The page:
IT WAS almost deja vu all over again.
New Hampshire Fisher Cats pitcher Casey Lawrence carried a perfect game into the seventh inning against New Britain at Northeast Delta Dental Stadium Friday night. It was the second game of a doubleheader, which meant the seventh inning would be the last one.
Lawrence retired the first two Rock Cats, but pinch hitter Mike Kvasnicka stroked a clean single into left field to spoil the perfect game. Lawrence got Kennys Vargas to fly out to end it and secure an 8-0 win.
"Close, but no cigar," Lawrence said. "That's the longest I've ever gone. (Jack Murphy) catching, me and him since 2010 have been pretty much inseparable. I just love when he catches. I probably haven't shaken him off since 2011. It's one of those things where I trust him so much. Whatever he sees and feels is what I'm going with."
So what's the deja vu? Well, almost 10 years ago to the day there was an eerily similar situation.
On June 28, 2004, at Gill Stadium during the Fisher Cats' first year, Maikel Jova won the first game of a doubleheader against New Britain with a walk-off home run. Friday night, Jon Berti doubled home Kenny Wilson to give New Hampshire a walk-off win in the eighth inning.
In the second game of that doubleheader back in 2004, Fisher Cats pitcher Jamie Vermilyea threw a seven-inning perfect game.
"That's fate, I guess," Lawrence said when told about the harmony. "It's one of those things."
Lawrence (4-4) said he noticed in the fourth inning that his teammates were suddenly staying away from him in the dugout, as is the baseball custom when a no-hitter or perfect game is in progress.
"(Dalton) Pompey normally sat beside me in the dugout every inning and I noticed he wasn't there," Lawrence said. "It's one of those things where you try not to think about it but it creeps in there no matter what."
Lawrence said he didn't think about the length of the game, either. A seven-inning perfect game would have been just fine.
"When I go out there and pitch I don't worry about how long the game is," he said. "I'm big on one pitch at a time and I kept telling myself that from the first inning to the seventh inning. Just execute one quality pitch at a time and whatever happens, happens."
BRIAN WILSON earned his first save as a Los Angeles Dodger Wednesday. One night later, the Londonderry native picked up his first win in Dodger blue.
Wilson worked one inning in each of those games and has quietly posted a strong season as a middle reliever with the Dodgers and it continues to get better. The eight-year veteran is 1-2 with 13 holds, one save, 32 strikeouts and an ERA of 4.82.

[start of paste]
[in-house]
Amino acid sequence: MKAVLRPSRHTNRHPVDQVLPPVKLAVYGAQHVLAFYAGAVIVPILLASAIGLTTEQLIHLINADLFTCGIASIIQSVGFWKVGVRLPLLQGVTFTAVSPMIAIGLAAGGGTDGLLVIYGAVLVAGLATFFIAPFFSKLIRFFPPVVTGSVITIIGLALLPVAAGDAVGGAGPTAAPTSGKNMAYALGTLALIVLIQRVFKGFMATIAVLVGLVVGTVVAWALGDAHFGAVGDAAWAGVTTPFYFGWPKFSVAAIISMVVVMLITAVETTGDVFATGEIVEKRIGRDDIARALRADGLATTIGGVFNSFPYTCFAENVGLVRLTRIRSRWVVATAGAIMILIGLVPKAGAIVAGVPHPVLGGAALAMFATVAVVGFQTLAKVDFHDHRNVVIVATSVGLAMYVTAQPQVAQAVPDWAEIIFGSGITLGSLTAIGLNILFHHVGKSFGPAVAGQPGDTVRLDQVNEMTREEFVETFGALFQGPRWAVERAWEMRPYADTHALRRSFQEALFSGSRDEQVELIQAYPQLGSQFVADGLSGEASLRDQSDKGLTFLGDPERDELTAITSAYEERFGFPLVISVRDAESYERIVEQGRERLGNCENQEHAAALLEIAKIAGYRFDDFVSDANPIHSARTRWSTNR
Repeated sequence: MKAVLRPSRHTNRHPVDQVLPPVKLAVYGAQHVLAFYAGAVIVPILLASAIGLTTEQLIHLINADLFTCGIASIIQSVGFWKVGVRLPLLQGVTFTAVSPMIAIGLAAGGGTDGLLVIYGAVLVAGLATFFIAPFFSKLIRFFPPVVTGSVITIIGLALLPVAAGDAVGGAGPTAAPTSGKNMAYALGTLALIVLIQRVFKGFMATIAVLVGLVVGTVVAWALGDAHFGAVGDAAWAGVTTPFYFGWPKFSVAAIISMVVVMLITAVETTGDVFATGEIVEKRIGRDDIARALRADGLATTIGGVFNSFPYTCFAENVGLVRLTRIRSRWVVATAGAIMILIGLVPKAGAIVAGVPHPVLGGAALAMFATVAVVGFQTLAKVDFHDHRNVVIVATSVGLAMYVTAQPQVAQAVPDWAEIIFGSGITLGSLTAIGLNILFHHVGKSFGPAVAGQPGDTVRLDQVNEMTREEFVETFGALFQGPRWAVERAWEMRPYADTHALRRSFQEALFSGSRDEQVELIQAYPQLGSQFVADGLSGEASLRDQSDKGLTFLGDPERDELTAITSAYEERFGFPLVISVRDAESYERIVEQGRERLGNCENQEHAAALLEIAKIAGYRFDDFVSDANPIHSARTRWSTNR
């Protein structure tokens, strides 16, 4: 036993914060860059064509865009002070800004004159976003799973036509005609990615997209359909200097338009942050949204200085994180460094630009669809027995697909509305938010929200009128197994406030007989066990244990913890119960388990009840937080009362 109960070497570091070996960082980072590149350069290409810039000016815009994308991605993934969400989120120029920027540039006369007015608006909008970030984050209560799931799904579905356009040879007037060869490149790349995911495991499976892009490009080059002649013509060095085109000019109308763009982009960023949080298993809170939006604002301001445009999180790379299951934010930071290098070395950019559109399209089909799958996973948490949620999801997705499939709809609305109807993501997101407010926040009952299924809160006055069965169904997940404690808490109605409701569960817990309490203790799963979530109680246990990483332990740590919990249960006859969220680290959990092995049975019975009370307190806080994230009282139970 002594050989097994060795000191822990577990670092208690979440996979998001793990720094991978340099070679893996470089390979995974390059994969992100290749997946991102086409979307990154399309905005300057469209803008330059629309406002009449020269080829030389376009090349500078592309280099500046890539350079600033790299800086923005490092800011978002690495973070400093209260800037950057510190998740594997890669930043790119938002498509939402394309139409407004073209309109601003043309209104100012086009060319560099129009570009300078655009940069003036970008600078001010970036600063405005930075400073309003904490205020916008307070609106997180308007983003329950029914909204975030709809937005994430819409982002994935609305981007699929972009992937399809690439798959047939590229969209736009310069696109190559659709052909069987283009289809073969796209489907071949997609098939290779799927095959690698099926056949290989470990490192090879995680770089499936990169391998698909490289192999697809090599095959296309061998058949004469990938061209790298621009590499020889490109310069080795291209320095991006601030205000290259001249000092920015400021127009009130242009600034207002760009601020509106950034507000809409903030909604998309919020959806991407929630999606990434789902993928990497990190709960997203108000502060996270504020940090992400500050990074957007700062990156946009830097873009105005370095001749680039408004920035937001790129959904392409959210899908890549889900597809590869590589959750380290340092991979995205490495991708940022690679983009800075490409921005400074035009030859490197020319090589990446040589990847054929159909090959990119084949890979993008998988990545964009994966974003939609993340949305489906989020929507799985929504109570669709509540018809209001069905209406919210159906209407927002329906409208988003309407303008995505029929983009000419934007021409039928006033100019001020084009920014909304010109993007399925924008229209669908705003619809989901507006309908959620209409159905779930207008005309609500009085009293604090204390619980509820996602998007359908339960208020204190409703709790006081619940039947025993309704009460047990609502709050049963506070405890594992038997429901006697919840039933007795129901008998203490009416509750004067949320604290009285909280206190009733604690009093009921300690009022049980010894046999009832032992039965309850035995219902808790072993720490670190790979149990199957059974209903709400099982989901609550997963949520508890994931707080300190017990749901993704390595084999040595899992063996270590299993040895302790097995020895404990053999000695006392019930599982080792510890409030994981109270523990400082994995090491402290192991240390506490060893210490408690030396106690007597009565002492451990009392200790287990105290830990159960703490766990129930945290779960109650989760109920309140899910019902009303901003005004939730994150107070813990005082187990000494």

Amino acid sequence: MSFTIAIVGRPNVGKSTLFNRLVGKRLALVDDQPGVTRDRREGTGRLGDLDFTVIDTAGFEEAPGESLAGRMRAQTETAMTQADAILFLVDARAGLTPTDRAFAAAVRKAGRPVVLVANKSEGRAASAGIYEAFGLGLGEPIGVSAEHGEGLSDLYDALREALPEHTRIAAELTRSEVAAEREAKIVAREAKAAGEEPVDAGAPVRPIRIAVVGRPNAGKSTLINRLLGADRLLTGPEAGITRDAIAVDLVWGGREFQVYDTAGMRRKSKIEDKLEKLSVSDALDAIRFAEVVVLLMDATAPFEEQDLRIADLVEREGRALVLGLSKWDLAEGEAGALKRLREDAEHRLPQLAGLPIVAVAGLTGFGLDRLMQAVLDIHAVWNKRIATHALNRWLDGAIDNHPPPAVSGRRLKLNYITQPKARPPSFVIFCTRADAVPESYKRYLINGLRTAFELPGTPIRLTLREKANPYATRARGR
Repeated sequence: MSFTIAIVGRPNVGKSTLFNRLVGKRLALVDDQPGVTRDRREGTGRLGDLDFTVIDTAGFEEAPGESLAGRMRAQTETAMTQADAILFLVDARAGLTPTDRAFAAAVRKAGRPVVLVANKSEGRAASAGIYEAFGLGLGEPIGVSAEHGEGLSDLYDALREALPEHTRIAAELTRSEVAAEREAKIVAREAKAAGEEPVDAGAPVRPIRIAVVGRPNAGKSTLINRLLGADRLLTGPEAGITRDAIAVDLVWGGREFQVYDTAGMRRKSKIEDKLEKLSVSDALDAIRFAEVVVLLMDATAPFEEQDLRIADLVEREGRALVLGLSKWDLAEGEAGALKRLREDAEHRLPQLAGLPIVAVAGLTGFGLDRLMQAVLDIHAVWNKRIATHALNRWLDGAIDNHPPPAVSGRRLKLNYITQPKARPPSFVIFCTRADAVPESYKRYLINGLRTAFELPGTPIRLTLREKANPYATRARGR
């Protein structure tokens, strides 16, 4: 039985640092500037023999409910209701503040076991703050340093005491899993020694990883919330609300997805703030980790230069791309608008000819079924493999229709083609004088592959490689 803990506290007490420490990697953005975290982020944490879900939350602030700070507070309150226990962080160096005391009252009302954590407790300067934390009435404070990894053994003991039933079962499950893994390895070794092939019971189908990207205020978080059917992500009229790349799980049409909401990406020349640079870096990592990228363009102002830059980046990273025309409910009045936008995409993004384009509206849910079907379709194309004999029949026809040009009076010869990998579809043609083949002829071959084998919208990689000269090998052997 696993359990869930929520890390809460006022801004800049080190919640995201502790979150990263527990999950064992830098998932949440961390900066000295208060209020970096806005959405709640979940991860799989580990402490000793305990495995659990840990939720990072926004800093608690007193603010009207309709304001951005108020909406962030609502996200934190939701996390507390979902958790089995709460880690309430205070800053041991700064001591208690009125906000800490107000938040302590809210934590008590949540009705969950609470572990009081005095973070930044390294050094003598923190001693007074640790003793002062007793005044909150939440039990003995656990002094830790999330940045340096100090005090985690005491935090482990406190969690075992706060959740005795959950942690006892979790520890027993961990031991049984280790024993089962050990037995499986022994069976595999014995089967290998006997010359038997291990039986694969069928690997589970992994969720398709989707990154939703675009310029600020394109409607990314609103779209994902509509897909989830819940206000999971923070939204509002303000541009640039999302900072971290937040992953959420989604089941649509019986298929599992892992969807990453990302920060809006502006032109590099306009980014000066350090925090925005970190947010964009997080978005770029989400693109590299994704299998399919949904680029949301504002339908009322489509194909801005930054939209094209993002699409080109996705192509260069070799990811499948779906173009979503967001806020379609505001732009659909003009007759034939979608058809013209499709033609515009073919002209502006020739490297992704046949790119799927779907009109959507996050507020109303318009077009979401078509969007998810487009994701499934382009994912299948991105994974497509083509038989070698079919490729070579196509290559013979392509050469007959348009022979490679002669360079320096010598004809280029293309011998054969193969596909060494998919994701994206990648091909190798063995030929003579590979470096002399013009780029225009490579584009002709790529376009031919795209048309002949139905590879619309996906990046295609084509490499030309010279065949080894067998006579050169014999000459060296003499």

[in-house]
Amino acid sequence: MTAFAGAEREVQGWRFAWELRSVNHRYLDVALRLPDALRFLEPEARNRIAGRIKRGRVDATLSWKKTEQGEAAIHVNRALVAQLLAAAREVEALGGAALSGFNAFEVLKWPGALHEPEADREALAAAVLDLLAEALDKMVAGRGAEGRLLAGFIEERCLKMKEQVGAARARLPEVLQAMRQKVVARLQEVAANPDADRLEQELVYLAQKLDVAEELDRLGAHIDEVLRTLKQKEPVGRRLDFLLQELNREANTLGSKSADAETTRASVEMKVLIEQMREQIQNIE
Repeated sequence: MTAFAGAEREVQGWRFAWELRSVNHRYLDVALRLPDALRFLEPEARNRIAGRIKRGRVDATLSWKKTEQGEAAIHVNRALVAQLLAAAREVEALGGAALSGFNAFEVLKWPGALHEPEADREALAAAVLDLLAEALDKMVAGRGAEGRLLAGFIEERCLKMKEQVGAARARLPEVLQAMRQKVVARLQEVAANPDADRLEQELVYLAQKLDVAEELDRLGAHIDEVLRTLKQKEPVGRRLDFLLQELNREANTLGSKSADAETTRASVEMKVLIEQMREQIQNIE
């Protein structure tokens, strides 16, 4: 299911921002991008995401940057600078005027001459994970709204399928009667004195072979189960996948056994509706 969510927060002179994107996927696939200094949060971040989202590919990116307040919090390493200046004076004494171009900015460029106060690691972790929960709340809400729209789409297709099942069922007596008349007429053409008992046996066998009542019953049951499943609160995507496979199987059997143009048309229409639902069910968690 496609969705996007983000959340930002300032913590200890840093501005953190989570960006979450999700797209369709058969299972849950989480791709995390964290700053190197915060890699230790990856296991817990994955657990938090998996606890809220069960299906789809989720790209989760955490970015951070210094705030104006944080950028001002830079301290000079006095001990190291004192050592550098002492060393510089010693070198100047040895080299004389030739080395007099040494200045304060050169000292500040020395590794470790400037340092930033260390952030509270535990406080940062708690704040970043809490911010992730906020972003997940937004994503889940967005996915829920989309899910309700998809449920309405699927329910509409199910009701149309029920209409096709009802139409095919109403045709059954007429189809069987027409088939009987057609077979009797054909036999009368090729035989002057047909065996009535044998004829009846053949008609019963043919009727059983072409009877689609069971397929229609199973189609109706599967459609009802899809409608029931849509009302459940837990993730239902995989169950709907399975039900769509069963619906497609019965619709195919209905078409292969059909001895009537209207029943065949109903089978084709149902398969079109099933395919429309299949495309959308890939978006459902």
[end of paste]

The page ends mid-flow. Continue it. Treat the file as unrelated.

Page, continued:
The bearded one has been steadily bringing his ERA down from a season-high of 15.75 back in mid-April. Wilson's June has been especially strong as he has not allowed an earned run in seven games while picking up five holds prior to the save and win this week.
Wilson's 34 appearances this year are more than he has been able to manage since 2011 when he appeared in 57 games with San Francisco. Early in the 2012 season, Wilson had to endure a second Tommy John surgery and was sidelined for more than a year.
After signing with Los Angeles in July of last year, Wilson began his comeback as a middle reliever.
CONWAY'S Jeff Locke was finally rewarded for a strong effort. After making three quality starts since being recalled from Triple-A Indianapolis on June 8, Locke picked up his first win of the year Tuesday night to even his record at 1-1.
Locke worked 7 1/3 innings, scattering eight hits, allowing three runs and striking out four in a 6-5 win over Tampa Bay. Locke had allowed no more than two runs and pitched at least six innings in his three previous starts, but didn't collect the win in any of them and left with the lead twice.
PITTSBURGH Pirates senior vice president and general manager Neal Huntington will be the guest speaker at the University of New Hampshire Cooperative Extension 4-H Teen Conference Tuesday.
Huntington, an Amherst native and former 4-H participant, kicks off UNH Cooperative Extension's Centennial Speaker Series at 7 p.m. in the Granite State Room of the Memorial Union Building. Huntington was raised on a family-owned and operated dairy farm.
Staff writer Ian Clark can be reached at email@example.com.